The recent spell of local governments shutting down neighborhood lemonade stands has been cited as a perfect symbol of government overreach and the oppression of the American entrepreneur. But there’s one: One Florida city is resisting calls to shut down a youngster’s stand and telling him to keep it up.
In the city of Dunedin, 12-year-old T. J. Guerrero spends four hours a day selling lemonade and cookies in hopes of getting an iPod, paying for his cell-phone bills, and visiting his grandparents, among other goals, according to the Tampa Bay Tribune. But neighbor Doug Wilkey thinks that the middle schooler is running an “illegal business” and wants City Hall to put an end to it.
He says he’s concerned the value of his house, four doors down from Dunedin’s, could drop because the neighborhood could be considered a business area rather than a residential one. Wilkey also says he’s concerned about customers’ health.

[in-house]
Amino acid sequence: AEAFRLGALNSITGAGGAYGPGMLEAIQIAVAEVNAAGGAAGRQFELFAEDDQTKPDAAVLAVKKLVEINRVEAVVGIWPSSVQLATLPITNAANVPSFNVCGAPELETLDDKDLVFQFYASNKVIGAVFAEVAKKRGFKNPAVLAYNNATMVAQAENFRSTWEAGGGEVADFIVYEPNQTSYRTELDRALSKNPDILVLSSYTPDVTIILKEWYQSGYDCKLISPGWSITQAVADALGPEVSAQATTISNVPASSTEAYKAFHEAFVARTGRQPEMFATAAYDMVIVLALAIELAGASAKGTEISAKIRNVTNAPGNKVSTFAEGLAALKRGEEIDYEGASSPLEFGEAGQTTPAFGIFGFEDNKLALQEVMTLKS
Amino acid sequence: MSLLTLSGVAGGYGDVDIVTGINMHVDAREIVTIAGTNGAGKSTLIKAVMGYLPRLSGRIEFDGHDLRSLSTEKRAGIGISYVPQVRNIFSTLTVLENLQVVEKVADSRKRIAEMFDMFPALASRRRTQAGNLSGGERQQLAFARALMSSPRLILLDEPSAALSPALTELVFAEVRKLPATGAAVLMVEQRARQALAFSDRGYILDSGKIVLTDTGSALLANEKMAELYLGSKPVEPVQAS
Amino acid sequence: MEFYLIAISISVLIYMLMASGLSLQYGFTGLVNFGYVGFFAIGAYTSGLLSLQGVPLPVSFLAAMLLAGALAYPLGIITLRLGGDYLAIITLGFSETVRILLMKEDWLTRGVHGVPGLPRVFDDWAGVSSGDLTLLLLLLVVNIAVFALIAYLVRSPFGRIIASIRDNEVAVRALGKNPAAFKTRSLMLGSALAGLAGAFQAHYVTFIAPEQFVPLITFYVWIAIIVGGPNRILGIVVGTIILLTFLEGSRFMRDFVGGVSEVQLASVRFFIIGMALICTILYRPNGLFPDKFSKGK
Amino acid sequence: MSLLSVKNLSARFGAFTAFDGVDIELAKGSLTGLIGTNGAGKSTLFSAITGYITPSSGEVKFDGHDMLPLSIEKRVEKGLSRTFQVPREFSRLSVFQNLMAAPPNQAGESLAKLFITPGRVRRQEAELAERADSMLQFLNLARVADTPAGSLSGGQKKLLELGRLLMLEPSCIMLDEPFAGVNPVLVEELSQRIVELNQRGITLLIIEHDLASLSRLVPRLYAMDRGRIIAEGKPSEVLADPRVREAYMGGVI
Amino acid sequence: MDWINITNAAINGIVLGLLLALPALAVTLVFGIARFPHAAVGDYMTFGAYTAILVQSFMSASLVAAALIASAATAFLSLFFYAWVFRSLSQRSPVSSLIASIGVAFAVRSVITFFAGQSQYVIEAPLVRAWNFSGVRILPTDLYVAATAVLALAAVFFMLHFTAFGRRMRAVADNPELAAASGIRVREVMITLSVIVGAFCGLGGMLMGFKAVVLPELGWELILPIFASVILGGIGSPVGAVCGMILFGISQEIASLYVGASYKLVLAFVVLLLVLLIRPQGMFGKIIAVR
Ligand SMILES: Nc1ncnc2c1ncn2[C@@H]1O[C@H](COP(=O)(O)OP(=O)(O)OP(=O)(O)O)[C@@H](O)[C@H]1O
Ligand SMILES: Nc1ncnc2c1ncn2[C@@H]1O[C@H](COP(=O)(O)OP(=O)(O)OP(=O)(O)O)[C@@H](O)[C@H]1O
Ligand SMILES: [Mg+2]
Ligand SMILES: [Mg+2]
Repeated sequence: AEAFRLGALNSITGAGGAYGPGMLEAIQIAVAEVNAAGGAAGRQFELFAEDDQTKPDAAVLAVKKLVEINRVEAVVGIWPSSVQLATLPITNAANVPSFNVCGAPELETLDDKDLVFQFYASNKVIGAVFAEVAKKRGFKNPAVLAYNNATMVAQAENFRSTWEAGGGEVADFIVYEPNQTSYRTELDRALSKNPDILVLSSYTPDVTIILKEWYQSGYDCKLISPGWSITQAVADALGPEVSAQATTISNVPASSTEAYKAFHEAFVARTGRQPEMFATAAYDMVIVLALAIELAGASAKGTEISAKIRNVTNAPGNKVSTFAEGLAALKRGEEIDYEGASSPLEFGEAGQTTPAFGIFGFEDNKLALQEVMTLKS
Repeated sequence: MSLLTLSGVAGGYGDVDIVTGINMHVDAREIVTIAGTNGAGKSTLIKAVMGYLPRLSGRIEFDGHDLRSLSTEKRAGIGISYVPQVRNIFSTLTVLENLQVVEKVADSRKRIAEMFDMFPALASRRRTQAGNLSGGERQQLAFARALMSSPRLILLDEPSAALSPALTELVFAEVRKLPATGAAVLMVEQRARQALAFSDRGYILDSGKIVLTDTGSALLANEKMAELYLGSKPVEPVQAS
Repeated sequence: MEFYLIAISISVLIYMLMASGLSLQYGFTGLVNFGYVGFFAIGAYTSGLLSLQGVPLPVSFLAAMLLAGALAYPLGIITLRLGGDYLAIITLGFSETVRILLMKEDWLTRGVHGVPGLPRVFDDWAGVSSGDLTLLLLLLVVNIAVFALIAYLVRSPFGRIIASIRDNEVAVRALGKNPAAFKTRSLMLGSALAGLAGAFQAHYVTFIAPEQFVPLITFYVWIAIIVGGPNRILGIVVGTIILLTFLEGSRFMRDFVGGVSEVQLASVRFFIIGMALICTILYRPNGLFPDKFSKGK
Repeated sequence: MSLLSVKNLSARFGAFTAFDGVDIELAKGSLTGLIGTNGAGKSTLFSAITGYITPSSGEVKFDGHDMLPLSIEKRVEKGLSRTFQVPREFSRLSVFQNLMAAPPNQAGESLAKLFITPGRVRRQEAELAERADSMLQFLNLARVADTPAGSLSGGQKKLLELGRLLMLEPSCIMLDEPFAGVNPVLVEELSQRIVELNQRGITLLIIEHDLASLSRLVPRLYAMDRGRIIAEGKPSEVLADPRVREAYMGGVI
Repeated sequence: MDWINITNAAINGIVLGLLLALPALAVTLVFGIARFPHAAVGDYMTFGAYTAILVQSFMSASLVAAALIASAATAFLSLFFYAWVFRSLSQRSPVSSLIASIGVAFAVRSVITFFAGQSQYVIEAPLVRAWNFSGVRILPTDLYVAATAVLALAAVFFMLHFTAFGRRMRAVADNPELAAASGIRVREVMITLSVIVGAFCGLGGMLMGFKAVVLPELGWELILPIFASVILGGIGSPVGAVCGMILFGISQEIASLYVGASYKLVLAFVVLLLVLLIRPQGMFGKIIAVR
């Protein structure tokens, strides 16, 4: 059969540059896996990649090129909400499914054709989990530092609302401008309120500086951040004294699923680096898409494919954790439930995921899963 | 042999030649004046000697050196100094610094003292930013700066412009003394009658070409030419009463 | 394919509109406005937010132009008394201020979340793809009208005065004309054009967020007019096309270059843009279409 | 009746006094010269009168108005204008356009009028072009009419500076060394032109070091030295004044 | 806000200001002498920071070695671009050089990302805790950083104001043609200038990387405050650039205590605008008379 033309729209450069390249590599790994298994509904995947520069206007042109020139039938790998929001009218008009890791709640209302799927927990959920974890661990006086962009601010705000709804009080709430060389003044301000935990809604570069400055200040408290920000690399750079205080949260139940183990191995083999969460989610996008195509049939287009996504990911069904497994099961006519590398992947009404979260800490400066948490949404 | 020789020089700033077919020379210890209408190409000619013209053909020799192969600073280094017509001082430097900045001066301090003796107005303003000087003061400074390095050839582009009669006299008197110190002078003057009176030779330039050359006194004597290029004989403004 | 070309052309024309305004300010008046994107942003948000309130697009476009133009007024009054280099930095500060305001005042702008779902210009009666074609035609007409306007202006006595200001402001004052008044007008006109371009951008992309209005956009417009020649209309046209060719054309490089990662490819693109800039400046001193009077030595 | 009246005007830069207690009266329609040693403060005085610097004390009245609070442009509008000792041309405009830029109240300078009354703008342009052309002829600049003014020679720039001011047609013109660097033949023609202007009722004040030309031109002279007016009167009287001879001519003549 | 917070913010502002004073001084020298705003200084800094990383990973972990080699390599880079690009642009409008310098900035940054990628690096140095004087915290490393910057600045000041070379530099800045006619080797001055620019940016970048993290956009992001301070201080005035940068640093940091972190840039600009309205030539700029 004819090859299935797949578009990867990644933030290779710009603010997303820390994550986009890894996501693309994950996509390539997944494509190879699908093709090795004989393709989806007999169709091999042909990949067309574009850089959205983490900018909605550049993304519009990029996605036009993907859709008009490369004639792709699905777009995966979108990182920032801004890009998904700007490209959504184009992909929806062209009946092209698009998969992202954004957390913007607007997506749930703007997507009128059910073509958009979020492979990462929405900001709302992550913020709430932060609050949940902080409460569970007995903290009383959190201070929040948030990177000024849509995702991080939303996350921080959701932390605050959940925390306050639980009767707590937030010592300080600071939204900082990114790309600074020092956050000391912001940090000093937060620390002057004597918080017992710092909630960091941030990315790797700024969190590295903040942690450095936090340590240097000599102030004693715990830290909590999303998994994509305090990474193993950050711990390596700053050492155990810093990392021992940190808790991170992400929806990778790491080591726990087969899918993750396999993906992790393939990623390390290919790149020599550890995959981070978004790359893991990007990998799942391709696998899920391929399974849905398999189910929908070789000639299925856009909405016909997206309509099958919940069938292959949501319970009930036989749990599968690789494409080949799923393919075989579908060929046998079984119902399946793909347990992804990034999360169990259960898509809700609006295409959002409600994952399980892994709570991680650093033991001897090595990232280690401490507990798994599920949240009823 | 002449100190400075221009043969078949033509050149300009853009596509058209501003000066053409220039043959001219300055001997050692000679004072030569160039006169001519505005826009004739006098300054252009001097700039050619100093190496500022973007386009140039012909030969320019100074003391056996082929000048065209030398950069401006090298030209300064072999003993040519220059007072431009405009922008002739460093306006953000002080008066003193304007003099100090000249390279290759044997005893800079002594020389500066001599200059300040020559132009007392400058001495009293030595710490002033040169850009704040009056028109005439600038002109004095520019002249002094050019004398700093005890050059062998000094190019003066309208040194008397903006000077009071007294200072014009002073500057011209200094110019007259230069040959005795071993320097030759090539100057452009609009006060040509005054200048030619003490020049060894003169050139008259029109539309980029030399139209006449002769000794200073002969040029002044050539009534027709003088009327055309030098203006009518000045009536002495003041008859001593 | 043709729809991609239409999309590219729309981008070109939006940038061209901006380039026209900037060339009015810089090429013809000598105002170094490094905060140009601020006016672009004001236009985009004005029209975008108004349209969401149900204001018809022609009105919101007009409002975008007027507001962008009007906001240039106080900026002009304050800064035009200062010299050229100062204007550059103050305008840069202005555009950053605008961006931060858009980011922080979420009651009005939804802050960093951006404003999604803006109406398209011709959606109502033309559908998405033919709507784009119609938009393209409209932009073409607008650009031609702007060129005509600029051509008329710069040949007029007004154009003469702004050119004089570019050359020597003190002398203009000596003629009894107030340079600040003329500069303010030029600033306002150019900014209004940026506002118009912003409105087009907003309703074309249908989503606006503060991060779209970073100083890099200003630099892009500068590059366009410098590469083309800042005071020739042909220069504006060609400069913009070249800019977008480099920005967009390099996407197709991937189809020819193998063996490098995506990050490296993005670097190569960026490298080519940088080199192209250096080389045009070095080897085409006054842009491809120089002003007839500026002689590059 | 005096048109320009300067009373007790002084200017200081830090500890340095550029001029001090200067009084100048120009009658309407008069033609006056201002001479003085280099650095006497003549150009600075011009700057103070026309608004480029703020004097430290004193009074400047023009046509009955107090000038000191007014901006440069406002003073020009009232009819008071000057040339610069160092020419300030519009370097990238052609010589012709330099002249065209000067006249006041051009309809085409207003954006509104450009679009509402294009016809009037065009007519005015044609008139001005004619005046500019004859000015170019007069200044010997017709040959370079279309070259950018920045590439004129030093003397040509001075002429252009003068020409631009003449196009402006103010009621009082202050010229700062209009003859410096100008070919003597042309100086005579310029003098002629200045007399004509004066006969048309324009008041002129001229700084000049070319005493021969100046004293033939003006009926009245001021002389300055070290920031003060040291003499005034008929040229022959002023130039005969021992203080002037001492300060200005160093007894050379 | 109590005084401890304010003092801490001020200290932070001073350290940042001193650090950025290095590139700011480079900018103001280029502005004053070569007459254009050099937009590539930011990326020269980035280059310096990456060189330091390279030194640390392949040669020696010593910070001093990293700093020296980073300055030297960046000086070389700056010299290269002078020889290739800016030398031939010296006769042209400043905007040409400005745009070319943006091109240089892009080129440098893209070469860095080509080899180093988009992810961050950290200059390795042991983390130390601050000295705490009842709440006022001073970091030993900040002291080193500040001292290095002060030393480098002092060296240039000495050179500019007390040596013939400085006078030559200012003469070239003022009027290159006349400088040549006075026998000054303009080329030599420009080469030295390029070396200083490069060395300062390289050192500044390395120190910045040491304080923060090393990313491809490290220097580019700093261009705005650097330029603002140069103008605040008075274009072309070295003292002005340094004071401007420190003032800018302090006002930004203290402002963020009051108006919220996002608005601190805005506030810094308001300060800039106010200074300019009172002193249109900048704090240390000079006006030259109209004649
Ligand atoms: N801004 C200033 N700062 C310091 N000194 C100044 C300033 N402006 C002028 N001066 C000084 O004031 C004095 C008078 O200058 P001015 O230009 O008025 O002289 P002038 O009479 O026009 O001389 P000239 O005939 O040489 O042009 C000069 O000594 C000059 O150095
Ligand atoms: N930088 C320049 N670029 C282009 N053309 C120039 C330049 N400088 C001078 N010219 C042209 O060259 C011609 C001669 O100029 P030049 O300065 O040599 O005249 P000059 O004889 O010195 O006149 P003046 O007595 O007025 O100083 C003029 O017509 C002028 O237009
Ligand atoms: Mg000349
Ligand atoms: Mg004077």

In response to Wilkey’s request, the city says it has better things to do.
“We’re not in the business of trying to regulate kids like that; nor do we want to do any code enforcement like that,” said Greg Rice, Dunedin’s planning and development director. “We are not out there trying to put lemonade stands out of business.”
The Tribune adds that T. J. has plans to shut down the stand eventually, but only when he turns 14 and can apply for a job at a local grocery store.